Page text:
With the year 2016 just recently coming to an end; taking a retrospective look at the last twelve months makes something startling apparent – it was not the year to be a celebrity.
David Bowie, Alan Rickman, Alan Thicke, Prince, Mohamed Ali, Gene Wilder, George Michael, and sadly the list goes on.
And while the year was certainly packed with its fair share of tragedies, it wasn’t until the year was coming to an end that we lost the great Carrie Fisher, aged 60, just days before her mother Debbie Reynolds passing. It’s hard not to see the correlation.
However, in the wake of all this tragedy, it seems a spotlight has to be shown that highlights and brings attention to a very serious, yet often not spoken about; and that is the risk associated with heart disease in post-menopausal women – which is the leading cause of death in the United States.
It seems that for the last few decades the idea of heart disease and cardiovascular disorders was always thought of as a “man’s disease,” but the statistics don’t lie – more women than men die from cardiovascular disease and disorders.
Nieca Goldberg, a prominent cardiologist with a focus on women’s health recently told reporters that it was quite possible that Carrie Fisher was demonstrating classic signs of heart problems for weeks if not months prior to her passing; and they simply weren’t addressed. On top of that, most women who suffer a heart attack do in fact demonstrate symptoms prior to the event.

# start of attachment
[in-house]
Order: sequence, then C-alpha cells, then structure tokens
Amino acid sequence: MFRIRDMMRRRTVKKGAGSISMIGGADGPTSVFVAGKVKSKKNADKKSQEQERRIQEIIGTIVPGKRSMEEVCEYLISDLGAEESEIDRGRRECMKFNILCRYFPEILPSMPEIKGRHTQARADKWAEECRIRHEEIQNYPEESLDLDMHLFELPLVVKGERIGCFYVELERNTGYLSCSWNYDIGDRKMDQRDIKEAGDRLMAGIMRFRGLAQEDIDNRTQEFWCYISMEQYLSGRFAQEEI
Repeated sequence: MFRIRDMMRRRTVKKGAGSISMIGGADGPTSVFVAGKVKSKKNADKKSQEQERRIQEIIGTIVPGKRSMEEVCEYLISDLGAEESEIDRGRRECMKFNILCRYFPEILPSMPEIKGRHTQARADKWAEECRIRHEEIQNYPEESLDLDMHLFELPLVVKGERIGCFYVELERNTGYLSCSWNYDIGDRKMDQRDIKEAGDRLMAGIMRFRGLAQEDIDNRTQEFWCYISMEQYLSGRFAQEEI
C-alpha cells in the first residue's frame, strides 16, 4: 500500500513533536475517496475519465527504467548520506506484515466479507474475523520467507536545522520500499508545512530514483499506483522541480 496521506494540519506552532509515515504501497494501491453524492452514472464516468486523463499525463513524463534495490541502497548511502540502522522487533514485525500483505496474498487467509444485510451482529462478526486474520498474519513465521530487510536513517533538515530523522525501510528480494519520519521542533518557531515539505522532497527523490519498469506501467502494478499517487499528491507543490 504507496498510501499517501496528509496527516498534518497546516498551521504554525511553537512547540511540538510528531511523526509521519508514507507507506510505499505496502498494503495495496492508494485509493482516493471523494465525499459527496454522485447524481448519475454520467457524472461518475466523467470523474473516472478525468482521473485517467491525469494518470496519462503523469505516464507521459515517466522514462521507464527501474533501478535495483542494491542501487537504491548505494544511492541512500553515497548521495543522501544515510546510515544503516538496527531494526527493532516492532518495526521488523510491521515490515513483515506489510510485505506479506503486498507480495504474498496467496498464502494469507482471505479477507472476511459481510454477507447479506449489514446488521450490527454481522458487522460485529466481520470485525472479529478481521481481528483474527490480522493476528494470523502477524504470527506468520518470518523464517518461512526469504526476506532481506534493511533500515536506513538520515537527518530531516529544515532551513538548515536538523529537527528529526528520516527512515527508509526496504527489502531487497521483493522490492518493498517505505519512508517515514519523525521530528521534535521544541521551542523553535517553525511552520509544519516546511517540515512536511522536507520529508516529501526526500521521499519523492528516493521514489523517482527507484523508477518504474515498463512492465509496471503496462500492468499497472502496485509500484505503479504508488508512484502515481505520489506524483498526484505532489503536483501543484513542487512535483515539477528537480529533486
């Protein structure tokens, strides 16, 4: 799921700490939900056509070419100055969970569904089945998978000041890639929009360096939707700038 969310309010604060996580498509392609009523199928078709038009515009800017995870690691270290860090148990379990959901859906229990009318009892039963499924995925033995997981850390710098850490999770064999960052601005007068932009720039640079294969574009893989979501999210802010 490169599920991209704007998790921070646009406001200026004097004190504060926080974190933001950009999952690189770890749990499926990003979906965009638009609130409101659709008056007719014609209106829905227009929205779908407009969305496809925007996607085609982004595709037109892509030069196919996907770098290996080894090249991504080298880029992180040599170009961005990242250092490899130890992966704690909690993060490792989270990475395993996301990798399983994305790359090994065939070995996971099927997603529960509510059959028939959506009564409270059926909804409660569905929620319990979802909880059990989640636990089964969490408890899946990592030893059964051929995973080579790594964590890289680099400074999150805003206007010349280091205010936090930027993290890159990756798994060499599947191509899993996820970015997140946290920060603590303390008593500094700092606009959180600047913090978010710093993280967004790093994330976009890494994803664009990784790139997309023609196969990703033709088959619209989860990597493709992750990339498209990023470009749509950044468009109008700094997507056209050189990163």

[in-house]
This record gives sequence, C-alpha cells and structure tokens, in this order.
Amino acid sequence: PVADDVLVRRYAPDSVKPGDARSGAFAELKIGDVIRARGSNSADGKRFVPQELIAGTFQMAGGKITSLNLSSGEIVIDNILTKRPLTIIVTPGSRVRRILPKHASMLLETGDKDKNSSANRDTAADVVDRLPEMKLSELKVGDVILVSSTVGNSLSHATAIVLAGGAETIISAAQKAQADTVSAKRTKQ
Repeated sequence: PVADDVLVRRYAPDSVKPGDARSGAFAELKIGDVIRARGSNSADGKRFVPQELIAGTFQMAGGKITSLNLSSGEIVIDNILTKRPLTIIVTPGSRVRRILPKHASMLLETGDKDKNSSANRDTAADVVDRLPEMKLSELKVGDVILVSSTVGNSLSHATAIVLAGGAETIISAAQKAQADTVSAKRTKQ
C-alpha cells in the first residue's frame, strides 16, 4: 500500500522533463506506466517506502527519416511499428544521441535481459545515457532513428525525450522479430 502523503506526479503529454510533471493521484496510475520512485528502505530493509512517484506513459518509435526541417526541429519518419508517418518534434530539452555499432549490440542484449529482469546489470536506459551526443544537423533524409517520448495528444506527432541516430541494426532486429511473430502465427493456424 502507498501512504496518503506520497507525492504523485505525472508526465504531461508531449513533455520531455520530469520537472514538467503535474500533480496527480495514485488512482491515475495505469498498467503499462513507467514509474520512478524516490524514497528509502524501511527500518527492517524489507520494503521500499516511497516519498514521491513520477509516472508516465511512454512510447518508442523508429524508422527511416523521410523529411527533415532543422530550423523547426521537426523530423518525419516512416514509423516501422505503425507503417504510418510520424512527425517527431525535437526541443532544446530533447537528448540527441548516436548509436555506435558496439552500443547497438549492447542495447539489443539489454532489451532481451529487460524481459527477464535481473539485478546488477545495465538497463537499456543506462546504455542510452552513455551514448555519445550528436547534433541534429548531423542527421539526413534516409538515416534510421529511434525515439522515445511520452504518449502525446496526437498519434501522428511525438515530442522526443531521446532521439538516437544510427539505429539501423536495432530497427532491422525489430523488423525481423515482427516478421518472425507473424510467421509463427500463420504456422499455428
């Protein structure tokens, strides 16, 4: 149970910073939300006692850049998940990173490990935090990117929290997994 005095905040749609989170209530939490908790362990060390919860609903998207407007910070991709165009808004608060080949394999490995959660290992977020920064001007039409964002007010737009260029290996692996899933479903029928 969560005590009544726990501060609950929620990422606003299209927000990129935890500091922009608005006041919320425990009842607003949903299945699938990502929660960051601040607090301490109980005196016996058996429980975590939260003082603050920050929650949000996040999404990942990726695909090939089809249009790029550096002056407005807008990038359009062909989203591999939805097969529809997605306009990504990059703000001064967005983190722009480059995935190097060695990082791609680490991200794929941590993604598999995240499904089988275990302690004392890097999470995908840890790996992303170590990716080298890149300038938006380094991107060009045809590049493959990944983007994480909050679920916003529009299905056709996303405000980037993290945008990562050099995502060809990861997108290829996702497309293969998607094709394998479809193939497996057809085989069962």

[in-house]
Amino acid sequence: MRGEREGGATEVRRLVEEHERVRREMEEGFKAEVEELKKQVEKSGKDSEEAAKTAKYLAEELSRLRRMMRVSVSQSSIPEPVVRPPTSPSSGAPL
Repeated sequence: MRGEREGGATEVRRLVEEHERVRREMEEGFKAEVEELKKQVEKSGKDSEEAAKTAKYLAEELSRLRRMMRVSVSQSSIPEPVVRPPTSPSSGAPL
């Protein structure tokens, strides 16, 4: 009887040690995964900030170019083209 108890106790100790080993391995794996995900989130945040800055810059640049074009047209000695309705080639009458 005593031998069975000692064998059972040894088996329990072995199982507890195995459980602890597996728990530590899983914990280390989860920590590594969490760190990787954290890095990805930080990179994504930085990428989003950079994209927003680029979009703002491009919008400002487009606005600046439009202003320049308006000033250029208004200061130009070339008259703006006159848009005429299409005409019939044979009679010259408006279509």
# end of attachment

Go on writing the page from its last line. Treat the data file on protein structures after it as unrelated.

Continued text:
“Fisher suffered her first heart attack at age 60, approximately 10 years after menopause,” says Goldberg, medical director of the Joan H. Tisch Center for Women’s Health at NYU Langone. “She may have ignored symptoms that come on typically six weeks prior to the heart attack.
“If she had these warning signs she should have seen a doctor immediately to check her blood pressure, cholesterol levels, take an electrocardiogram and perhaps a stress test to identify a potential problem with her heart,” Goldberg says.
As it stands, heart disease is the number one killer in the United States, for both men and women; being solely responsible for nearly 600,000 deaths per year.
Dr. Kevin Campbell, a leading cardiologist from North Carolina believes that we need to stress this point to the public; for it is only through public awareness that real change can be made.
“It is also important to note that more women than men die every year from cardiac arrest,” he notes. “Women remain under treated and underserved. Because women have atypical symptoms such as nausea, back pain, feeling of dread, and flu symptoms as opposed to the classic symptoms of chest pain that men have, they may not be aware that they are having a heart attack.”